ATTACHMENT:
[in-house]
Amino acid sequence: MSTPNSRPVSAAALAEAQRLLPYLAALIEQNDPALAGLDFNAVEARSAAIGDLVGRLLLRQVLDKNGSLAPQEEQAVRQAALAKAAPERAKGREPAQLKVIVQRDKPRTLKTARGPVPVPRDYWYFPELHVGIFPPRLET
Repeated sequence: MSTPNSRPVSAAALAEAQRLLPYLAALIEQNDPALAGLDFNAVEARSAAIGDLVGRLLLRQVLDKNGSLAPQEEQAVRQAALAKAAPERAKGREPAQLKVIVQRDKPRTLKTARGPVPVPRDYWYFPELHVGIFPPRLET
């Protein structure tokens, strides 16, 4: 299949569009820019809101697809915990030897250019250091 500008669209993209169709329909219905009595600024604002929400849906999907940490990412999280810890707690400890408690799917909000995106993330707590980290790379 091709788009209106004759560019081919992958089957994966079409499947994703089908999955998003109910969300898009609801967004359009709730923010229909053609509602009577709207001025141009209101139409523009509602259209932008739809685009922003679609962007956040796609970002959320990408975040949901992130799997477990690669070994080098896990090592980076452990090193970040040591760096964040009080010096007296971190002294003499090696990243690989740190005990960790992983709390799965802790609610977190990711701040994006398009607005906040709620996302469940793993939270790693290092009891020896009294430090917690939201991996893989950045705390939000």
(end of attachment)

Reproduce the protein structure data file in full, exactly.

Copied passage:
[in-house]
Amino acid sequence: MSTPNSRPVSAAALAEAQRLLPYLAALIEQNDPALAGLDFNAVEARSAAIGDLVGRLLLRQVLDKNGSLAPQEEQAVRQAALAKAAPERAKGREPAQLKVIVQRDKPRTLKTARGPVPVPRDYWYFPELHVGIFPPRLET
Repeated sequence: MSTPNSRPVSAAALAEAQRLLPYLAALIEQNDPALAGLDFNAVEARSAAIGDLVGRLLLRQVLDKNGSLAPQEEQAVRQAALAKAAPERAKGREPAQLKVIVQRDKPRTLKTARGPVPVPRDYWYFPELHVGIFPPRLET
């Protein structure tokens, strides 16, 4: 299949569009820019809101697809915990030897250019250091 500008669209993209169709329909219905009595600024604002929400849906999907940490990412999280810890707690400890408690799917909000995106993330707590980290790379 091709788009209106004759560019081919992958089957994966079409499947994703089908999955998003109910969300898009609801967004359009709730923010229909053609509602009577709207001025141009209101139409523009509602259209932008739809685009922003679609962007956040796609970002959320990408975040949901992130799997477990690669070994080098896990090592980076452990090193970040040591760096964040009080010096007296971190002294003499090696990243690989740190005990960790992983709390799965802790609610977190990711701040994006398009607005906040709620996302469940793993939270790693290092009891020896009294430090917690939201991996893989950045705390939000």